What Rick Santorum has to say on immigration or any other topic isn’t that important in itself. But he’s the presidential candidate most fully committed to a rollback of immigration–even legal immigration–as the central plank in his platform for dealing with wage stagnation and economic inequality. So there is a certain canary-in-the-coal-mine quality to what he decides to say about the central mystery of conservative immigration policy: what exactly is to happen to the 11 million or so undocumented workers if any sort of “amnesty”–defined as legalization–is ruled out.
According to Bloomberg Politics‘ Sahil Kapur, Santorum is completely silent on that rather important question.
Republican presidential candidate Rick Santorum, who opposes a path to legalization for the estimated 11 million undocumented immigrants in the U.S., stopped short Sunday of calling for their deportation.
In an appearance on Fox News Sunday, the former Pennsylvania senator pressed his case for reducing legal and illegal immigration, arguing that new immigrants harm wages for recent immigrants and American workers.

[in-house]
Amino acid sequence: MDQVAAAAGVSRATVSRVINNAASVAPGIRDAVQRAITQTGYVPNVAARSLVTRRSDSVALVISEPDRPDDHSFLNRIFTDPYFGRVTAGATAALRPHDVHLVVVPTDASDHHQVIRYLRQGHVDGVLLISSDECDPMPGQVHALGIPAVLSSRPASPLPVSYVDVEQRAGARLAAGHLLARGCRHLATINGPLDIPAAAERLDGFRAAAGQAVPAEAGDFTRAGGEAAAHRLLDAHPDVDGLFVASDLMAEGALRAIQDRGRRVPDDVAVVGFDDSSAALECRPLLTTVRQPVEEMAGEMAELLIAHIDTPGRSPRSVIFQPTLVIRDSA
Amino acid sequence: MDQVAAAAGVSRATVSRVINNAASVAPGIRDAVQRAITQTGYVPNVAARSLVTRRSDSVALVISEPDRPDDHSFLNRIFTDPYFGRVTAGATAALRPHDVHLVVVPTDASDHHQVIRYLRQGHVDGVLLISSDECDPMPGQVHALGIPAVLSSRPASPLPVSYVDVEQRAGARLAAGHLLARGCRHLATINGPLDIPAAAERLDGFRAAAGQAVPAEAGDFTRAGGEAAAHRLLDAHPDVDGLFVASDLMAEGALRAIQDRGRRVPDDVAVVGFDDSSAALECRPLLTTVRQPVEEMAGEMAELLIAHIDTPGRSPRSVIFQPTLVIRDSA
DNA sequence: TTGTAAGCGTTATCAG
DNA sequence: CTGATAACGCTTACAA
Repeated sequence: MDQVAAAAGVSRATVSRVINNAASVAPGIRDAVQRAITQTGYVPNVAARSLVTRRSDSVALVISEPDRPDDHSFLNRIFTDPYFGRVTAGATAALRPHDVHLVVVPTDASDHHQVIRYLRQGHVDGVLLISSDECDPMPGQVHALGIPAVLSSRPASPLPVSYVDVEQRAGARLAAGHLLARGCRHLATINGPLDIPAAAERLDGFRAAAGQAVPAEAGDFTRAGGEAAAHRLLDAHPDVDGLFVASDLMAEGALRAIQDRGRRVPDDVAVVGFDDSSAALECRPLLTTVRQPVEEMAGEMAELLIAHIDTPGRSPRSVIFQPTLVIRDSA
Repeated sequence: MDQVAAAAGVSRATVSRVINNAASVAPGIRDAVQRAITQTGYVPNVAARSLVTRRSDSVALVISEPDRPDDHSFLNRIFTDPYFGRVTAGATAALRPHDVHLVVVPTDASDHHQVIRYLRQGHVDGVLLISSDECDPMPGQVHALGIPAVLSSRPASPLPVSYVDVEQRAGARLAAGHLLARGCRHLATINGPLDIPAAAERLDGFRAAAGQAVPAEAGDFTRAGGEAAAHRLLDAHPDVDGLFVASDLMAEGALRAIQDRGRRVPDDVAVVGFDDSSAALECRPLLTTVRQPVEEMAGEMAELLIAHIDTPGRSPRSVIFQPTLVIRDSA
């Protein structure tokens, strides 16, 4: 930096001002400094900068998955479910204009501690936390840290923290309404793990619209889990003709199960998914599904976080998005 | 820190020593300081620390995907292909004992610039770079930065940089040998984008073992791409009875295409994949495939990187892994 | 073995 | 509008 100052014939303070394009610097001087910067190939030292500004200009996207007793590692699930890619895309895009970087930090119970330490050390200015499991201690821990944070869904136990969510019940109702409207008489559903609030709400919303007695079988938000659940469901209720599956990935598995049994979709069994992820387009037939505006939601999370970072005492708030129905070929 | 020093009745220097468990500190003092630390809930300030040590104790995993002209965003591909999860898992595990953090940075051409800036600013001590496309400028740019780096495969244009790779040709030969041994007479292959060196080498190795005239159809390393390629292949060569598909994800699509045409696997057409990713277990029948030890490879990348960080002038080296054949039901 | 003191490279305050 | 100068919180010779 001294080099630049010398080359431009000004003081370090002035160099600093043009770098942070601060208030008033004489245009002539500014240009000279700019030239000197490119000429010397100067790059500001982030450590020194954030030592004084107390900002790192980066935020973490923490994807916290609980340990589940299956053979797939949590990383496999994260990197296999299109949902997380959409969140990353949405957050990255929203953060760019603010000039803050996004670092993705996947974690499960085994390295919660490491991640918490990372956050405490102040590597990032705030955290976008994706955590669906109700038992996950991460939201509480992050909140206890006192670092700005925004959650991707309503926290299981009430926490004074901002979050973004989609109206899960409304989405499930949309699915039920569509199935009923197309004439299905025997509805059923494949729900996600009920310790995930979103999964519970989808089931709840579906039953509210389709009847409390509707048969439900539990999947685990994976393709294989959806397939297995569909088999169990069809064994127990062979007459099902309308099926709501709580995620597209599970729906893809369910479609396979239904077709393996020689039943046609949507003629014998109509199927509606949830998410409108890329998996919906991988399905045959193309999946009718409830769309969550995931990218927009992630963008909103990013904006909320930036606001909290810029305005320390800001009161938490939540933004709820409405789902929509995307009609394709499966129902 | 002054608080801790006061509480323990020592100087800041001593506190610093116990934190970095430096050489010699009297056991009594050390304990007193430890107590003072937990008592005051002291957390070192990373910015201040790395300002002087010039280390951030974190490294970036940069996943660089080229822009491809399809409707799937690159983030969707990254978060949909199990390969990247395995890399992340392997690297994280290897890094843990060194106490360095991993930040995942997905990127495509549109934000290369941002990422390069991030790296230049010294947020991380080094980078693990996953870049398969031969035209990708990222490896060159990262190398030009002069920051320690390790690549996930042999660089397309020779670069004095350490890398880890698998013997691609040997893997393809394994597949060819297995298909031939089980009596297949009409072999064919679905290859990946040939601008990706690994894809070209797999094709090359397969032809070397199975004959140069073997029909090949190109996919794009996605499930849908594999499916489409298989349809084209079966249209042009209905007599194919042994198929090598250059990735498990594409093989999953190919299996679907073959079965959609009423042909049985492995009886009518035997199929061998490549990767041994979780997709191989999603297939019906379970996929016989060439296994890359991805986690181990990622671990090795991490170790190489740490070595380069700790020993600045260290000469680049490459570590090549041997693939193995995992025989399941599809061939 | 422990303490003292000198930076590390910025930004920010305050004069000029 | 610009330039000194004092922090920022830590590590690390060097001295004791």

“I approach this as: what is in the best interests of America, particularly American workers, and particularly those workers who are not doing well in America?” he said, adding that “we have more people living in this country who were not born in this country than anytime in the history of this country.”
So what would he do about the estimated 11 million people already in the country illegally?
“You just use E-Verify. You require E-Verify,” Santorum said.
No path to legalization?
“No,” he said.
So how is E-Verify a solution? It undermines the ability of the undocumented to make a living. And thus it adds to the incentives to “self-deport,” along, presumably, with a significantly more hostile law enforcement posture that does not, however, extend to assuming the astronomical costs and moral opprobrium associated with deportation by the federal government.
The sooner Santorum and the other candidates adopting the “no legalization” position tell us whether they are for “self-deportation”–basically a much less humane continuation of the status quo–or the “boxcar solution,” the better we can understand what they are conveying beyond the dog-whistles to nativists.